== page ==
O‘Reiley was covering the Lankan tour for the ‘Sydney Morning Herald’ and seated next to him at the press box, I casually asked him for his views on limited over cricket that was fast catching on like a plague. ‘I’d rather turn my back and watch the wall than watch this cricket comedy’ was his candid answer. That was O’Reiley for you.

Having heard and read so much of O’Reiley’s exploits in the 1940s with his magical leg spin/googly bowling that gave him a harvest of wickets and also mesmerizing opposing batsmen and winning games for Australia, it was one of the most memorable and unforgettable moments meeting and talking cricket with the great man in my cricket covering career.

Cricket Boards of all countries eligible to playing in the World Cup spend a lot of money training their players, getting foreign coaches in all aspects of the game, trainers, physios in order to carry away the prestigious World Cup.

No to win will see all contracted foreigners being sent away and new recruits being made for the next World Cup. When countries fail to win, all including the coaching staff all get the sacking.

This is inexplicable considering that it is not the support staff that play, it is the players who should be taken to task for not giving of their best and winning the Cup. Coaches in all aspects of the game do their best and to lynch them is not cricket.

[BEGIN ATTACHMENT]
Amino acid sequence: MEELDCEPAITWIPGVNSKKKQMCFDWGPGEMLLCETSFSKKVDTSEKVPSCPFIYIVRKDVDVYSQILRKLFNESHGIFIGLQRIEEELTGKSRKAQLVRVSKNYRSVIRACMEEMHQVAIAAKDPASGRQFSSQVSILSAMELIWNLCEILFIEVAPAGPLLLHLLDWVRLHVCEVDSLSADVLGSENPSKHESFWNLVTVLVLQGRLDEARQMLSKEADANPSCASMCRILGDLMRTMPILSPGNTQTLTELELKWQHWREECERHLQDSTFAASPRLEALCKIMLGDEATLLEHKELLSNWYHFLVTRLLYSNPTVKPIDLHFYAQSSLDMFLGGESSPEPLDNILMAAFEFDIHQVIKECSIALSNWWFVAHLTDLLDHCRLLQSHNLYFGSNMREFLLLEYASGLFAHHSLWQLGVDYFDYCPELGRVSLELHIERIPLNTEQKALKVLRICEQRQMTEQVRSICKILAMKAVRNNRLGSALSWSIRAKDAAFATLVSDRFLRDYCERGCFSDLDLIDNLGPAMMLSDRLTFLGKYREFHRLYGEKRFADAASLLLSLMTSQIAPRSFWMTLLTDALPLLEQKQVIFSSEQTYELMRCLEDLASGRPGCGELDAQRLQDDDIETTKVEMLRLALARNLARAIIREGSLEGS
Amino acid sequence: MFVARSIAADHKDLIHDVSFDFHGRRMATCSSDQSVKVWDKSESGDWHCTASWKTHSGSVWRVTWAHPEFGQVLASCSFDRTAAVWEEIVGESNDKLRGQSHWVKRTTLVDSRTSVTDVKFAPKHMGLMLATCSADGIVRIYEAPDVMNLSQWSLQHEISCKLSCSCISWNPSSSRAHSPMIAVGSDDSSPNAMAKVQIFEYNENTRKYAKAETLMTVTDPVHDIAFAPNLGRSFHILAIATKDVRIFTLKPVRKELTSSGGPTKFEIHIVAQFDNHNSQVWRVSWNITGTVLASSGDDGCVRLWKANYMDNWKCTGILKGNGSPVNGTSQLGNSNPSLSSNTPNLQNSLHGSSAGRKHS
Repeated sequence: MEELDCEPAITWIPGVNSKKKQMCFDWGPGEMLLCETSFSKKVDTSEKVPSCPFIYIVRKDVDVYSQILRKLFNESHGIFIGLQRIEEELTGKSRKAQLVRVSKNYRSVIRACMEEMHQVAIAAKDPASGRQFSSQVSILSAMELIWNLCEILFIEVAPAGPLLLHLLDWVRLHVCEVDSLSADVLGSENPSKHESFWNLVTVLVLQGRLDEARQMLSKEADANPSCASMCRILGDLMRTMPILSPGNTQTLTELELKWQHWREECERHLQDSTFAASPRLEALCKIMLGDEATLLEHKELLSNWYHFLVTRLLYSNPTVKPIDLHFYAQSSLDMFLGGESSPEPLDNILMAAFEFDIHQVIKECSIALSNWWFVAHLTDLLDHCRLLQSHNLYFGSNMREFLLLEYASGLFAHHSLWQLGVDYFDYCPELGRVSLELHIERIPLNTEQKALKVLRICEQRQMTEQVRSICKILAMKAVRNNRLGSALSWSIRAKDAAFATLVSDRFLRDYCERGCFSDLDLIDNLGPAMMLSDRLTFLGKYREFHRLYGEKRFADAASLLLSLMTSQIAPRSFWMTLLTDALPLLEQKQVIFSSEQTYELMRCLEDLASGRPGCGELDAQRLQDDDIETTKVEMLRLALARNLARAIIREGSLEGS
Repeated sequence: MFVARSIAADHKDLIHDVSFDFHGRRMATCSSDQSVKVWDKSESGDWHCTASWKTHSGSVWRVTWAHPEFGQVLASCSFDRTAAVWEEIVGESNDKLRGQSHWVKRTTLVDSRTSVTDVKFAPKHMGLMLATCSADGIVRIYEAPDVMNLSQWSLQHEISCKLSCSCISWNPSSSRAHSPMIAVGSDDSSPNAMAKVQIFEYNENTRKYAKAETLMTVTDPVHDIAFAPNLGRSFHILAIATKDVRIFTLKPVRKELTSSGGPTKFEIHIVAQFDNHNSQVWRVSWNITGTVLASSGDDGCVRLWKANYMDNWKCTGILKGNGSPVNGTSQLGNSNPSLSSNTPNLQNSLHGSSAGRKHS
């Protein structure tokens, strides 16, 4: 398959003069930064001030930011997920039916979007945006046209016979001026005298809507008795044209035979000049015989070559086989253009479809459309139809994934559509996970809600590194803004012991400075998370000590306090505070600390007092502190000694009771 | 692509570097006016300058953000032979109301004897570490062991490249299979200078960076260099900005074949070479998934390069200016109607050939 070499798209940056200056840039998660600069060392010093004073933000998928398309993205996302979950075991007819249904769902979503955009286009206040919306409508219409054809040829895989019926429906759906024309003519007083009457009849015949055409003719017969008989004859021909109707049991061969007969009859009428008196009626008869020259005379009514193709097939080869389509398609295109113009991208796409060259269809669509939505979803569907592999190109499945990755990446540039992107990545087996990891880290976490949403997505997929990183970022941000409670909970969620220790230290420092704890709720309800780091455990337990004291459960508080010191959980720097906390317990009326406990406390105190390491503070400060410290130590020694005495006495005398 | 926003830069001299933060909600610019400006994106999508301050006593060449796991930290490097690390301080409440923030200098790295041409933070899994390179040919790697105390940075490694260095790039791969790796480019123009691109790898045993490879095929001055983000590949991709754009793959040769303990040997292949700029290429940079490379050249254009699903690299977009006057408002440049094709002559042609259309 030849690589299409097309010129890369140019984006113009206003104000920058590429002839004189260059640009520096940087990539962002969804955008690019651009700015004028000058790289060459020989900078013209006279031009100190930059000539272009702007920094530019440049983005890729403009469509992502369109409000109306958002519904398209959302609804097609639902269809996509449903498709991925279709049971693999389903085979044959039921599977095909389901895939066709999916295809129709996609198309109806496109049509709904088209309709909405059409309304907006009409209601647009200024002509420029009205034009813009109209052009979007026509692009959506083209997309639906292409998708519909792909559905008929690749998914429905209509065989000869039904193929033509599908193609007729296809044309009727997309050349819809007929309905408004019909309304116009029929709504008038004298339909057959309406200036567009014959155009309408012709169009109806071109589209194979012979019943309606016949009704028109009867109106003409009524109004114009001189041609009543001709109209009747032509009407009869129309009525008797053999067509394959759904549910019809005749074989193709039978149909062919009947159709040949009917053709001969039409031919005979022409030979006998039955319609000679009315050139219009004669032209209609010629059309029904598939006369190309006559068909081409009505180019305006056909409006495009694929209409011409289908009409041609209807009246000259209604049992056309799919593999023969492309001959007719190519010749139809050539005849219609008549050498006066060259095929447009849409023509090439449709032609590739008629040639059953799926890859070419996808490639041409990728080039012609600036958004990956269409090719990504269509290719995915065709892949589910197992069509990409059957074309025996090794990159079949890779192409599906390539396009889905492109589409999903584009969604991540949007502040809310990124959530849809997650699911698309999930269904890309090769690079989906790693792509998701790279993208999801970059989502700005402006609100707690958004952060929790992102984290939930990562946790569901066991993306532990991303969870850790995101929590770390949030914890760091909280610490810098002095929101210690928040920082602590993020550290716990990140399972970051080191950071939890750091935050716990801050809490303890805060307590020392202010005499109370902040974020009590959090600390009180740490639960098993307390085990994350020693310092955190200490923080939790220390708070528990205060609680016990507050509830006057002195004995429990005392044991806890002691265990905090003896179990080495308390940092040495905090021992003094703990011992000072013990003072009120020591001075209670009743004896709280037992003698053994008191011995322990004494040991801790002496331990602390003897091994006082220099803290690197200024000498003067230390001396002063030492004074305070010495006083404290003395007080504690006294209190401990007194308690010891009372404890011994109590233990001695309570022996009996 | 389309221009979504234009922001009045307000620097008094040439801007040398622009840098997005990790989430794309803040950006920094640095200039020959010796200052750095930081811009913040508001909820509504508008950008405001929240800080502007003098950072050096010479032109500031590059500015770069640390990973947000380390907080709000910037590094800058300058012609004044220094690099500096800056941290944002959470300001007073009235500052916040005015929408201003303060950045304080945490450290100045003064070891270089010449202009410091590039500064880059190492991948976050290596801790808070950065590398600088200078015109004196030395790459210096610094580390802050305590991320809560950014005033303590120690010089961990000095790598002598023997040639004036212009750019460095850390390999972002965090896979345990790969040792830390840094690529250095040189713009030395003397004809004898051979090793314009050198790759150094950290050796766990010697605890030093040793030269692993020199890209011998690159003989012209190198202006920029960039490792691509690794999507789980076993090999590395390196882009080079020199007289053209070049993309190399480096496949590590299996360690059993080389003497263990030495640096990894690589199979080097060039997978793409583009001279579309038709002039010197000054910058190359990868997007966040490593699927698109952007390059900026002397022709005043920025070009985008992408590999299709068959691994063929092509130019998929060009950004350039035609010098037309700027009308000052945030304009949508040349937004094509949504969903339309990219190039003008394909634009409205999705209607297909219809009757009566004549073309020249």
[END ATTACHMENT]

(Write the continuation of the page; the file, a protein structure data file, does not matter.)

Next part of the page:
Oman thanks Duleep Mendis

Oman one of the oil rich nations who have taken to the game of cricket in a big way enjoyed their best moment when they gained ICC one-day status recently.

For this they say a big ‘thank you’ to former Si Lanka captain and dashing right hander Duleep Mendis a mauler of opposing bowling attacks in the 1970s and 1980s.

When Oman signed the dusky Mendis they were convinced that they had like oil, struck it rich. And popularly known as ‘Dulla’ he repaid the faith placed in him by polishing the talent available and taking their cricket to the top. All Omanis are over the moon.

As a schoolboy, Mendis learnt his basics at St. Sebastian’s College, Moratuwa where his talent surfaced coached by that famous coach at St Sebastian’s, Bro Patrick who churned out many other outstanding cricketers during his tenure at the College.

Mendis showed rare champion talent at the Moratuwa school scoring a lot of runs, before moving on to the school by the sea S.Thomas’ College, Mount Lavinia where his talent began to blossom and national honours beckoned.

Scoring consistently for his club the Sinhalese Sports Club national colours was not long in coming and he had the fortune of leading the country, the dream of any cricketer.

Mendis had his best moments in Test cricket when he scored twin hundreds against India in India and then had the misfortune of not repeating this feat against England at lord’s Cricket Ground.

His most feared moment was when he was struck on the head by a vicious delivery from the Australian pace express Jeff Thomson in a World Cup game at the Lord’s Cricket Ground and had to be taken to hospital unconscious. He recovered to tell the tale.

The writer had the good fortune of playing for the Board President’s X1 which team also included Mendis. The team was led by the famous Michael Tissera in 1972.